Reviewed by Viga Boland for Readers' Favorite
Where to begin reviewing a book as near perfect as All the Tomorrows by Nillu Nasser? Given this is literary fiction, which is character rather than plot driven, perhaps one should start there, with Jaya, the protagonist, and her husband, Akash, who love each other, but don’t really know how much until several decades after a tragic incident. Not really giving his love for Jaya a chance to grow in their relatively new marriage, Akash is unfaithful to Jaya with the happy-go-lucky, liberated Soraya who doesn’t know he is married. When Jaya finds them together, she is devastated, and in an almost zombie state while cooking, does the unthinkable. She survives, saved by her sister Ruhi, and not by Akash who witnesses the horrible incident. When Akash is told by Jaya’s father that Jaya has died and he is never to set foot in their home again, Akash is plunged into a pit of despair, unable to forgive himself for the pain his indiscretion has caused.
During the subsequent years, Akash lives as a bum on the streets of Bombay, his only companion a homeless man, Tariq, who teaches Akash what love truly means. In the meantime, with the help of Ruhi, Jaya slowly recovers both mentally and physically. Trying as she might to forget Akash and the love she had for him, she finds her strength in being a woman daring to challenge the customary role of women in her culture i.e. acceptance of their subservience to men. Her own mother is a thorn in her side, blaming Jaya for her husband’s unfaithfulness and ever reminding her that this is just the way it is for Indian women. Bit by bit, readers cheer for Jaya as she rejects her mother’s views and the limitations of her cultural upbringing.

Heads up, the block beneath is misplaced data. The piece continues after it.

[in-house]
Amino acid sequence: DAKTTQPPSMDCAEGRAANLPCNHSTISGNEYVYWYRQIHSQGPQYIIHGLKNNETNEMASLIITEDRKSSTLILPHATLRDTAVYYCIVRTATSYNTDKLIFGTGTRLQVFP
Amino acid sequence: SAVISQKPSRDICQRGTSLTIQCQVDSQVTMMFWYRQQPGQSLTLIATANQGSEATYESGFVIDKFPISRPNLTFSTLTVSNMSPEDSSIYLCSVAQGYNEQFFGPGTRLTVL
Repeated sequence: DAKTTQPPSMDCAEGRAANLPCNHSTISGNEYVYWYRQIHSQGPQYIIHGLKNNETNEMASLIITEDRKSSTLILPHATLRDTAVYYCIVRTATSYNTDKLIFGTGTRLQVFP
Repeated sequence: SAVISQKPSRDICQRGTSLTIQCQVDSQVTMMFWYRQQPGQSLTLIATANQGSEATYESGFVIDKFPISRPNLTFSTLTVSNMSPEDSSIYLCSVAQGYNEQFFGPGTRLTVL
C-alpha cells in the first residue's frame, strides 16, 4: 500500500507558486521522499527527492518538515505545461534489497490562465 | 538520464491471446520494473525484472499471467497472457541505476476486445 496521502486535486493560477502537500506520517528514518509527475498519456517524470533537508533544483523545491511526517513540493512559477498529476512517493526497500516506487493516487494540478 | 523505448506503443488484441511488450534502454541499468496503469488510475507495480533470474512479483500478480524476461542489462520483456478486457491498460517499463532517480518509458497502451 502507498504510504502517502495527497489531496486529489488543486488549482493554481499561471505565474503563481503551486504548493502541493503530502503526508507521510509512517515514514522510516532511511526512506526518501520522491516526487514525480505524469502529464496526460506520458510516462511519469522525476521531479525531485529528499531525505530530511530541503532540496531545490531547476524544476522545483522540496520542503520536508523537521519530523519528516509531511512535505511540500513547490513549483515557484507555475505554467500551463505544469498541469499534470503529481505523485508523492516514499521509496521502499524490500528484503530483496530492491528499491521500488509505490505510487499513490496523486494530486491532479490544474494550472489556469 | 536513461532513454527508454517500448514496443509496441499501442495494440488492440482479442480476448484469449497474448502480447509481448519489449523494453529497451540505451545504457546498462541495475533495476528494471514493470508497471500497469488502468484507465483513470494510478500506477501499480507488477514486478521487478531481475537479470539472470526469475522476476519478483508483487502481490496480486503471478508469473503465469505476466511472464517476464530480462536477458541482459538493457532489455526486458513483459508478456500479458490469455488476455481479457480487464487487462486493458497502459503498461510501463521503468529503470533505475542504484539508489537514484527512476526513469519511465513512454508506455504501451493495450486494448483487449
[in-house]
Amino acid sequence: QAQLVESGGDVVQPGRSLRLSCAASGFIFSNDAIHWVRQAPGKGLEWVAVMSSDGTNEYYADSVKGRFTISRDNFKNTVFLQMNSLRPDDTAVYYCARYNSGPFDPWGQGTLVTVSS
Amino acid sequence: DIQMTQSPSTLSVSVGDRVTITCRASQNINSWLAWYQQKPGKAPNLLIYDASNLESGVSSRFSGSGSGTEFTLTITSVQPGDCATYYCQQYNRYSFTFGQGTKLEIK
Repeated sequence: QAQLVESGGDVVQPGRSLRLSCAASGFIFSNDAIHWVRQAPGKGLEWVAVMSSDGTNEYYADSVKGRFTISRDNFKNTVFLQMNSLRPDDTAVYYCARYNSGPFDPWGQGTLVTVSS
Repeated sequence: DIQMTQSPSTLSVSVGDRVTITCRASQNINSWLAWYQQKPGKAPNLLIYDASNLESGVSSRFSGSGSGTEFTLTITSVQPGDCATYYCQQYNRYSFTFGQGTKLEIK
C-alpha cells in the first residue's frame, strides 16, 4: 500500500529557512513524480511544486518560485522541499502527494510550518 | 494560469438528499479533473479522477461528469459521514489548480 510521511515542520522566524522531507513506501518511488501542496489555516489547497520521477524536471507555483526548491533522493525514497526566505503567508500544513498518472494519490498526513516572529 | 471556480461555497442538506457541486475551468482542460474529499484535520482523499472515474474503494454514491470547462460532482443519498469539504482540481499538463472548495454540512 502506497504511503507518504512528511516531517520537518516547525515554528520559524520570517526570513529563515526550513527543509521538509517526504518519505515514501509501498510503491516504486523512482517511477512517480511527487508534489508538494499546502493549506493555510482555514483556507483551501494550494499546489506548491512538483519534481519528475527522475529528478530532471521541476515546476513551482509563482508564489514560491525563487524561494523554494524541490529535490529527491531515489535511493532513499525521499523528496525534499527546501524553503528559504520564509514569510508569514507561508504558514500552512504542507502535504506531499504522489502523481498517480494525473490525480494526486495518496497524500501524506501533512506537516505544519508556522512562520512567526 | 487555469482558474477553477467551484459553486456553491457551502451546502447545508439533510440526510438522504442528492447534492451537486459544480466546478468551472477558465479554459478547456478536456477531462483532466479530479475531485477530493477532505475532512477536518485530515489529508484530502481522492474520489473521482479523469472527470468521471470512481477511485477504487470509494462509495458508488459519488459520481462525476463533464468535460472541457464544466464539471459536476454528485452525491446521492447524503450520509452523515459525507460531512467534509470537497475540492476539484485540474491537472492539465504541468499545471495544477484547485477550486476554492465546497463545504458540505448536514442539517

But Jaya and Akash aren’t the only characters in this wonderful story who capture readers’ hearts. There is Ruhi, the loving sister, who won’t let Jaya give up on herself and life. There is Firoz, who mentors Jaya’s talented artwork. There is Soraya, who surfaces again later in the story, and to readers’ delight and surprise emerges as yet another marvellous example of just how strong women are. There’s the female policewoman who sees what her male counterparts don’t. Her insight into humanity saves Akash from prison. And then there’s Tariq, Akash’s homeless bum companion; he is unforgettable.
All the Tomorrows is rich in engaging, realistic characters who grab readers' hearts and minds and don’t let them go till all the story is told. And what a story it is! Yet, make no mistake: while All the Tomorrows is character driven, those who enjoy a good plot will not be disappointed. There are enough twists to keep plot-lovers reading. But without doubt, what holds readers most are Nillu Nasser’s characters. This is superb writing in for a first novel from a very gifted author. Congratulations to Nillu Nasser and to Evolved Publishing for recognizing her talent. Personally, I hope I get to be amongst the first to read her next novel, Hidden Colours, when it’s released. Bravo!